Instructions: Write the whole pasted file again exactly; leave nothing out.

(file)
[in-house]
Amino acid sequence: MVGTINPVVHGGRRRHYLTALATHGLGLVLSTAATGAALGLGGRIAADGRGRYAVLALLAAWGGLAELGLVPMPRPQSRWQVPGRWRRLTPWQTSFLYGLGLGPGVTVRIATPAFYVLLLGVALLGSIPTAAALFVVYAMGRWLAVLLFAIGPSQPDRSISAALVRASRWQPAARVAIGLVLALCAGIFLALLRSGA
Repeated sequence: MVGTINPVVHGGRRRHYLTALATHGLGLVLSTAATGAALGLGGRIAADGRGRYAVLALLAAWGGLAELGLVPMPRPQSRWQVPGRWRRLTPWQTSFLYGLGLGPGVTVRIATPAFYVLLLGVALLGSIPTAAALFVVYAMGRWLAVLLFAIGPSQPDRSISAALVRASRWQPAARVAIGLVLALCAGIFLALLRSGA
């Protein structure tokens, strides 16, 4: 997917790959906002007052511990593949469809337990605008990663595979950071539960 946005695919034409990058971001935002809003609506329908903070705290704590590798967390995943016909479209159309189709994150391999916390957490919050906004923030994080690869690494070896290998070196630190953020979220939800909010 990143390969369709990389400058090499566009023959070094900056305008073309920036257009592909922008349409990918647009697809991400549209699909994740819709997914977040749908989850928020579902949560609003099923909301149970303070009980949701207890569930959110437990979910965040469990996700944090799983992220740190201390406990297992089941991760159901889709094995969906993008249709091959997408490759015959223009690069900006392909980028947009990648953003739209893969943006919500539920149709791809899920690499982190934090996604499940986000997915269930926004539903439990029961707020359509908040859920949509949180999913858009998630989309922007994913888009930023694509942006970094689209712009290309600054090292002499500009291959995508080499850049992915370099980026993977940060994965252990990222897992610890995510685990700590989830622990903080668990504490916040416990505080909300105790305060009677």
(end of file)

[in-house]
Amino acid sequence: MVGTINPVVHGGRRRHYLTALATHGLGLVLSTAATGAALGLGGRIAADGRGRYAVLALLAAWGGLAELGLVPMPRPQSRWQVPGRWRRLTPWQTSFLYGLGLGPGVTVRIATPAFYVLLLGVALLGSIPTAAALFVVYAMGRWLAVLLFAIGPSQPDRSISAALVRASRWQPAARVAIGLVLALCAGIFLALLRSGA
Repeated sequence: MVGTINPVVHGGRRRHYLTALATHGLGLVLSTAATGAALGLGGRIAADGRGRYAVLALLAAWGGLAELGLVPMPRPQSRWQVPGRWRRLTPWQTSFLYGLGLGPGVTVRIATPAFYVLLLGVALLGSIPTAAALFVVYAMGRWLAVLLFAIGPSQPDRSISAALVRASRWQPAARVAIGLVLALCAGIFLALLRSGA
């Protein structure tokens, strides 16, 4: 997917790959906002007052511990593949469809337990605008990663595979950071539960 946005695919034409990058971001935002809003609506329908903070705290704590590798967390995943016909479209159309189709994150391999916390957490919050906004923030994080690869690494070896290998070196630190953020979220939800909010 990143390969369709990389400058090499566009023959070094900056305008073309920036257009592909922008349409990918647009697809991400549209699909994740819709997914977040749908989850928020579902949560609003099923909301149970303070009980949701207890569930959110437990979910965040469990996700944090799983992220740190201390406990297992089941991760159901889709094995969906993008249709091959997408490759015959223009690069900006392909980028947009990648953003739209893969943006919500539920149709791809899920690499982190934090996604499940986000997915269930926004539903439990029961707020359509908040859920949509949180999913858009998630989309922007994913888009930023694509942006970094689209712009290309600054090292002499500009291959995508080499850049992915370099980026993977940060994965252990990222897992610890995510685990700590989830622990903080668990504490916040416990505080909300105790305060009677």